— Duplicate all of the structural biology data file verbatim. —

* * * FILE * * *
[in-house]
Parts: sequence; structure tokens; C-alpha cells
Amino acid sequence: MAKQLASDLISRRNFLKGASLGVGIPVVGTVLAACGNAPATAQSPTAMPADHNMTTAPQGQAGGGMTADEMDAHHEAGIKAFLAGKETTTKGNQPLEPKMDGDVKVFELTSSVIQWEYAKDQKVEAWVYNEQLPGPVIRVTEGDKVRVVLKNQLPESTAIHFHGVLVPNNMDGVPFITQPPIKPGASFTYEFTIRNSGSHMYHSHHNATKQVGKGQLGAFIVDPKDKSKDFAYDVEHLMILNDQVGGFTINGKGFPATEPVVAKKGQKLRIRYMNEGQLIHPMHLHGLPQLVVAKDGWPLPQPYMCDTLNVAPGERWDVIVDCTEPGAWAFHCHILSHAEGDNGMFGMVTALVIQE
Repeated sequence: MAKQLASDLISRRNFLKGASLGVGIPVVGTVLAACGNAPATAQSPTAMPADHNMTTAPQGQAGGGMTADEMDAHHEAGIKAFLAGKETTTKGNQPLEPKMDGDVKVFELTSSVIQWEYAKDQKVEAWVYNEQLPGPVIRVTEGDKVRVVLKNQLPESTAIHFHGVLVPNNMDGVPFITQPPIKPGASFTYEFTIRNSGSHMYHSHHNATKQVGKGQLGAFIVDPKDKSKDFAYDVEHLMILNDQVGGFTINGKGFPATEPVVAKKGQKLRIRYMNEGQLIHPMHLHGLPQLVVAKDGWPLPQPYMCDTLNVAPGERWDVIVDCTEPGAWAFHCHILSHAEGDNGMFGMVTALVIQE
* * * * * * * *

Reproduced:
[in-house]
Parts: sequence; structure tokens; C-alpha cells
Amino acid sequence: MAKQLASDLISRRNFLKGASLGVGIPVVGTVLAACGNAPATAQSPTAMPADHNMTTAPQGQAGGGMTADEMDAHHEAGIKAFLAGKETTTKGNQPLEPKMDGDVKVFELTSSVIQWEYAKDQKVEAWVYNEQLPGPVIRVTEGDKVRVVLKNQLPESTAIHFHGVLVPNNMDGVPFITQPPIKPGASFTYEFTIRNSGSHMYHSHHNATKQVGKGQLGAFIVDPKDKSKDFAYDVEHLMILNDQVGGFTINGKGFPATEPVVAKKGQKLRIRYMNEGQLIHPMHLHGLPQLVVAKDGWPLPQPYMCDTLNVAPGERWDVIVDCTEPGAWAFHCHILSHAEGDNGMFGMVTALVIQE
Repeated sequence: MAKQLASDLISRRNFLKGASLGVGIPVVGTVLAACGNAPATAQSPTAMPADHNMTTAPQGQAGGGMTADEMDAHHEAGIKAFLAGKETTTKGNQPLEPKMDGDVKVFELTSSVIQWEYAKDQKVEAWVYNEQLPGPVIRVTEGDKVRVVLKNQLPESTAIHFHGVLVPNNMDGVPFITQPPIKPGASFTYEFTIRNSGSHMYHSHHNATKQVGKGQLGAFIVDPKDKSKDFAYDVEHLMILNDQVGGFTINGKGFPATEPVVAKKGQKLRIRYMNEGQLIHPMHLHGLPQLVVAKDGWPLPQPYMCDTLNVAPGERWDVIVDCTEPGAWAFHCHILSHAEGDNGMFGMVTALVIQE